J Immunother Cancer
SARS-CoV-2 is the virus responsible for the COVID-19 pandemic. COVID-19 has highly variable disease severity and a bimodal course characterized by acute respiratory viral infection followed by hyperinflammation in a subset of patients with severe disease. This immune dysregulation is characterized by lymphocytopenia, elevated levels of plasma cytokines and proliferative and exhausted T cells, among other dysfunctional cell types. Immunocompromised persons often fare worse in the context of acute respiratory infections, but preliminary data suggest this may not hold true for COVID-19. In this review, we explore the effect of SARS-CoV-2 infection on mortality in four populations with distinct forms of immunocompromise: (1) persons with hematological malignancies (HM) and hematopoietic stem cell transplant (HCT) recipients; (2) solid organ transplant recipients (SOTRs); (3) persons with rheumatological diseases; and (4) persons living with HIV (PLWH). For each population, key immunological defects are described and how these relate to the immune dysregulation in COVID-19. Next, outcomes including mortality after SARS-CoV-2 infection are described for each population, giving comparisons to the general population of age-matched and comorbidity-matched controls. In these four populations, iatrogenic or disease-related immunosuppression is not clearly associated with poor prognosis in HM, HCT, SOTR, rheumatological diseases, or HIV. However, certain individual immunosuppressants or disease states may be associated with harmful or beneficial effects, including harm from severe CD4 lymphocytopenia in PLWH and possible benefit to the calcineurin inhibitor ciclosporin in SOTRs, or tumor necrosis factor-α inhibitors in persons with rheumatic diseases. Lastly, insights gained from clinical and translational studies are explored as to the relevance for repurposing of immunosuppressive host-directed therapies for the treatment of hyperinflammation in COVID-19 in the general population.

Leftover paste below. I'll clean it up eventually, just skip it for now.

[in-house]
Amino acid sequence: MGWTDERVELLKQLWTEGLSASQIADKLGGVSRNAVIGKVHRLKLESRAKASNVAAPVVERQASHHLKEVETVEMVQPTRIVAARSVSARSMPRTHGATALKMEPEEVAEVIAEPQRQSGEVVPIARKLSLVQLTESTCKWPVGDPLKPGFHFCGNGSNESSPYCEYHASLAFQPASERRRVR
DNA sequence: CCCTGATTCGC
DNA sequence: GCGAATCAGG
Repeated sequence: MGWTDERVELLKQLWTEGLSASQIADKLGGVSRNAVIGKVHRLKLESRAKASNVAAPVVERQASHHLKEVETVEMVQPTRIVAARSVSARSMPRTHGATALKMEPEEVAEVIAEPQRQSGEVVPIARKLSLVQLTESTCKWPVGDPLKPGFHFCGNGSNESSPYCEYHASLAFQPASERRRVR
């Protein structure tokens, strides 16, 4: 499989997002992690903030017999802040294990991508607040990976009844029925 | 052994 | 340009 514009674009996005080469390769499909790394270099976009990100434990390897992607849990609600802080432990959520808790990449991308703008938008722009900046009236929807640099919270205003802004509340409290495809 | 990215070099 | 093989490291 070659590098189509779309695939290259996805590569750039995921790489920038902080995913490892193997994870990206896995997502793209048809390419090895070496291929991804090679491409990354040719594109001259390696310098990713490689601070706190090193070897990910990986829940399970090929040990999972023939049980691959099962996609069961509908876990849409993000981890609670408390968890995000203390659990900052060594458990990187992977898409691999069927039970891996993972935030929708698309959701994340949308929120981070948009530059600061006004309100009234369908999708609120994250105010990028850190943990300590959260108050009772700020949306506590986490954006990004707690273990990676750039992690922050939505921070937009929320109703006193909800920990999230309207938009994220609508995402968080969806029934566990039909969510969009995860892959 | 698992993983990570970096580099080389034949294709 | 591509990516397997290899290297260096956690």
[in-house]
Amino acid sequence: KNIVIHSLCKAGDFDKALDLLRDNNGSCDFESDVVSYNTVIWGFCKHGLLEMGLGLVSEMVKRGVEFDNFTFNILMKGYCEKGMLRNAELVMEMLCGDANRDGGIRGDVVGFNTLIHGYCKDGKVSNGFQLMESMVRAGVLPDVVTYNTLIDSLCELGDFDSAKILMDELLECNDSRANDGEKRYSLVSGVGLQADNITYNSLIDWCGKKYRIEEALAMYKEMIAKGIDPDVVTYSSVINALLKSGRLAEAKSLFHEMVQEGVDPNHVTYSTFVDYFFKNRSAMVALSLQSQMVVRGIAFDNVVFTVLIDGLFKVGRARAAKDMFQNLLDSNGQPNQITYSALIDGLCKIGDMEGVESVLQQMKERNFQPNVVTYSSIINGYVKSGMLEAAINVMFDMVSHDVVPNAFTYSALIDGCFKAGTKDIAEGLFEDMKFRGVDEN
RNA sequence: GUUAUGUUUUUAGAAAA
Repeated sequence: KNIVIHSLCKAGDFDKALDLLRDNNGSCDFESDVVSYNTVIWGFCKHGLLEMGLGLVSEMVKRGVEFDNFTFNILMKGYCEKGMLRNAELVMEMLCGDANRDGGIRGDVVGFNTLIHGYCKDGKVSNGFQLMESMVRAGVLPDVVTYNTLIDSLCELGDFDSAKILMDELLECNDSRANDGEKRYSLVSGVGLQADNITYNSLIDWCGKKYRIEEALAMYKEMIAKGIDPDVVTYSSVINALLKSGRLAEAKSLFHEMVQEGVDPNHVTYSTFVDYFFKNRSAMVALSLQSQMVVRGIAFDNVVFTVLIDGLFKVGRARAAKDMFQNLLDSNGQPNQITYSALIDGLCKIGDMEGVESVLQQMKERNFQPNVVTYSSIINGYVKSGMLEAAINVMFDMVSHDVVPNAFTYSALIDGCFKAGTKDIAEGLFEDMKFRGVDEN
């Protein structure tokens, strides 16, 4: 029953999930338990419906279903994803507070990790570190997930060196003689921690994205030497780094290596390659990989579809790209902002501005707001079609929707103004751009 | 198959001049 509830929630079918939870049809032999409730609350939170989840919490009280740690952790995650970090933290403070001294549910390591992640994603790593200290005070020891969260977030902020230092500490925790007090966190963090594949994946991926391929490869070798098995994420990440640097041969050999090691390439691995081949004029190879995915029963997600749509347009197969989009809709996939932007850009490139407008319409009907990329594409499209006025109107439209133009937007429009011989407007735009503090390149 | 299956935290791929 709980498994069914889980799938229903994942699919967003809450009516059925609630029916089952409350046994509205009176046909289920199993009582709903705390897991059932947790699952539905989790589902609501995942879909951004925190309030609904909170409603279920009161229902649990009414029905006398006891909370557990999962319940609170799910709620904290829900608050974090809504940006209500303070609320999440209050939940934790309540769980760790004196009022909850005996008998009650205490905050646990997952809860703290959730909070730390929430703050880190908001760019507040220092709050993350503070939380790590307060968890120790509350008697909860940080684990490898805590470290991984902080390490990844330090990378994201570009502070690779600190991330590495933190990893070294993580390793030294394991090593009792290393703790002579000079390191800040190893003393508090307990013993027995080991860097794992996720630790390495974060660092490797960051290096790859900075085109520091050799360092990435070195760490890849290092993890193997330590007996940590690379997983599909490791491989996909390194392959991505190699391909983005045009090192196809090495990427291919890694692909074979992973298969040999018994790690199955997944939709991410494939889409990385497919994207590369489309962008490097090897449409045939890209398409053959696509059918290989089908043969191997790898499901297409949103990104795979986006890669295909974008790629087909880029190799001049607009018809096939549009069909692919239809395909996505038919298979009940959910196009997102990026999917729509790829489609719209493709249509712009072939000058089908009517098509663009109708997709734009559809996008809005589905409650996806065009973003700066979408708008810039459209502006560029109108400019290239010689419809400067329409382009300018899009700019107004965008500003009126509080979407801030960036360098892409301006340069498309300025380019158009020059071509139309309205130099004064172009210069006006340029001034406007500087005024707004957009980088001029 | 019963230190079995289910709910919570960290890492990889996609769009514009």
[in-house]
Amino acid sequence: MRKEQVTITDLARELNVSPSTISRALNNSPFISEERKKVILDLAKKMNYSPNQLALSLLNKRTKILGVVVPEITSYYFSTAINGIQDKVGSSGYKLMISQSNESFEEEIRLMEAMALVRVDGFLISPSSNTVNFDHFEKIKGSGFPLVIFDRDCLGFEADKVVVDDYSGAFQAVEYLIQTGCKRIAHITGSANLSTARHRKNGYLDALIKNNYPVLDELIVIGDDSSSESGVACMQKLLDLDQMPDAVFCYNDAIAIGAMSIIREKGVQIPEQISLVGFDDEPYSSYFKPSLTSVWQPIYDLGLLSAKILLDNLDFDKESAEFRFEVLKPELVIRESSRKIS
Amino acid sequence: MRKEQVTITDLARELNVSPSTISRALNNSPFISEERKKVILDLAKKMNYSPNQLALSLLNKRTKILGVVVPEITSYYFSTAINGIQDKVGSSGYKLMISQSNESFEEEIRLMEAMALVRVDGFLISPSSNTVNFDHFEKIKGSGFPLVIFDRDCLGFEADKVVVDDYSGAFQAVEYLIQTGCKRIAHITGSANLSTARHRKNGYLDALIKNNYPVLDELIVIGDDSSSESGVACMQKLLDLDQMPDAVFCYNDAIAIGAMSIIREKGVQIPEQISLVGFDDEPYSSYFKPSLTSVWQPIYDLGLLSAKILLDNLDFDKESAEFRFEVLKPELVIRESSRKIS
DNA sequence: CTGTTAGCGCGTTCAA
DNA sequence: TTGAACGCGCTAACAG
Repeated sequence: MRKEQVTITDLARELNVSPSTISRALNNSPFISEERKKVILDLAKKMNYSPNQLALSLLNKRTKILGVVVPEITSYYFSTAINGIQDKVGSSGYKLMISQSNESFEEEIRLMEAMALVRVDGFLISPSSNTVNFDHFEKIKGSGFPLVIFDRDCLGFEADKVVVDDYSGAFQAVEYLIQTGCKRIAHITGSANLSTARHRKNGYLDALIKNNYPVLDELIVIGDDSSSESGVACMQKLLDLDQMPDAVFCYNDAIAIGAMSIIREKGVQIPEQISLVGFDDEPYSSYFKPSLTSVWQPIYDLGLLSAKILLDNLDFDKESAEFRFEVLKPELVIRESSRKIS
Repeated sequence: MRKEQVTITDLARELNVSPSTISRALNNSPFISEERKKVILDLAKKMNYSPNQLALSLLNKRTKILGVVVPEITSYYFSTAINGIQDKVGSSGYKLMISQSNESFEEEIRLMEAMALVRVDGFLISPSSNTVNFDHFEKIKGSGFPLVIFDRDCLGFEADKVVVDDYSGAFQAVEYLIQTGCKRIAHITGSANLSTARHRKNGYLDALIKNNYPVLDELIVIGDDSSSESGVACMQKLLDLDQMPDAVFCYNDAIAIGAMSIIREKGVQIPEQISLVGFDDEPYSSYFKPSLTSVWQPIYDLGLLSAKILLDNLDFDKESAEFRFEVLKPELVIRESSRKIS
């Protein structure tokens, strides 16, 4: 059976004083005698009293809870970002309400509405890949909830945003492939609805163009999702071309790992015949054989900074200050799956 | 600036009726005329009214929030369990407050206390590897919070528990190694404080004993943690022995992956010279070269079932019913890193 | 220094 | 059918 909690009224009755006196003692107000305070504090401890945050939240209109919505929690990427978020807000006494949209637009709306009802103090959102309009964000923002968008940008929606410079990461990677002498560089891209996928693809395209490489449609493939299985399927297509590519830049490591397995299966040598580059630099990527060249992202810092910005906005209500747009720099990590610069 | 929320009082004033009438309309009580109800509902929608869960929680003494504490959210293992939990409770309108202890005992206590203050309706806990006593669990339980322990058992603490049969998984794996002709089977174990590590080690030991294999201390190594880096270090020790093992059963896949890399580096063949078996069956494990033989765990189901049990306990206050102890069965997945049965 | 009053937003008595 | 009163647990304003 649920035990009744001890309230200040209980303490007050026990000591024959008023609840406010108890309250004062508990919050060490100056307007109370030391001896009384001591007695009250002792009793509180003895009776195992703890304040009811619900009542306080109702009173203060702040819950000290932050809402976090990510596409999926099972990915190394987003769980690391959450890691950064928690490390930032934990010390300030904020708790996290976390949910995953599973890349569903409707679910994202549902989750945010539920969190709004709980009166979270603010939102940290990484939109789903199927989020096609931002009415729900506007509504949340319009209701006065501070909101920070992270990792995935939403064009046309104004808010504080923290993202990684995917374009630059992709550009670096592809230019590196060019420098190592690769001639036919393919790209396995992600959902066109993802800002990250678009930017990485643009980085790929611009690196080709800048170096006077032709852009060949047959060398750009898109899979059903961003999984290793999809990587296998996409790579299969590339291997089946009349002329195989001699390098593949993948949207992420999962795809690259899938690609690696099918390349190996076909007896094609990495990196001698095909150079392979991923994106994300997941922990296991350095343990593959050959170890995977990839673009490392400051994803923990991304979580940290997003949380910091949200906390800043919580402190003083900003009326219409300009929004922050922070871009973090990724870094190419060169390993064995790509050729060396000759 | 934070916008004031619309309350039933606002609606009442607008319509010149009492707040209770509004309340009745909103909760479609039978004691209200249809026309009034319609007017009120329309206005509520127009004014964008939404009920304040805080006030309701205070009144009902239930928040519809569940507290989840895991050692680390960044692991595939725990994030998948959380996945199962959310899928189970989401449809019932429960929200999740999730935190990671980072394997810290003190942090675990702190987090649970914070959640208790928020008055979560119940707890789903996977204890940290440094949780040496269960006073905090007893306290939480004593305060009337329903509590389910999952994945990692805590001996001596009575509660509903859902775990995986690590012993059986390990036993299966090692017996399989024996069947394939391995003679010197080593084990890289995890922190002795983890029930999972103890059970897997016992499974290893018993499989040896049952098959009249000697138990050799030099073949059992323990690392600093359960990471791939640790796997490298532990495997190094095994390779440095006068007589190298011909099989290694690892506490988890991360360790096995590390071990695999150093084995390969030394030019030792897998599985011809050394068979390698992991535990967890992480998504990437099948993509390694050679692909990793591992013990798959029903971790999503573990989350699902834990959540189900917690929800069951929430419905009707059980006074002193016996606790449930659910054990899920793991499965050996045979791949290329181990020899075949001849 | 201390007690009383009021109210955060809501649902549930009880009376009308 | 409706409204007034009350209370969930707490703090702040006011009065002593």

J Immunother Cancer
BACKGROUND: Synovial sarcoma (SS) and myxoid/round cell liposarcoma (MRCL) are ideal solid tumors for the development of adoptive cellular therapy (ACT) targeting NY-ESO-1, as a high frequency of tumors homogeneously express this cancer-testes antigen. Data from early phase clinical trials have shown antitumor activity after the adoptive transfer of NY-ESO-1-specific T cells. In these studies, persistence of NY-ESO-1 specific T cells is highly correlated with response to ACT, but patients often continue to have detectable transferred cells in their peripheral blood following progression. METHOD: We performed a phase I clinical trial evaluating the safety of NY-ESO-1-specific endogenous T cells (ETC) following cyclophosphamide conditioning. Peripheral blood mononuclear cells (PBMCs) from treated patients were evaluated by flow cytometry and gene expression analysis as well as through ex vivo culture assays with and without IL-15. RESULTS: Four patients were treated in a cohort using ETC targeting NY-ESO-1 following cyclophosphamide conditioning. Treatment was well tolerated without significant toxicity, but all patients ultimately had disease progression. In two of four patients, we obtained post-treatment tumor tissue and in both, NY-ESO-1 antigen was retained despite clear detectable persisting NY-ESO-1-specific T cells in the peripheral blood. Despite a memory phenotype, these persisting cells lacked markers of proliferation or activation. However, in ex vivo culture assays, they could be induced to proliferate and kill tumor using IL-15. These results were also seen in PBMCs from two patients who received gene-engineered T-cell receptor-based products at other centers. CONCLUSIONS: ETC targeting NY-ESO-1 with single-agent cyclophosphamide alone conditioning was well tolerated in patients with SS and those with MRCL. IL-15 can induce proliferation and activity in persisting NY-ESO-1-specific T cells even in patients with disease progression following ACT. These results support future work evaluating whether IL-15 could be incorporated into ACT trials post-infusion or at the time of progression.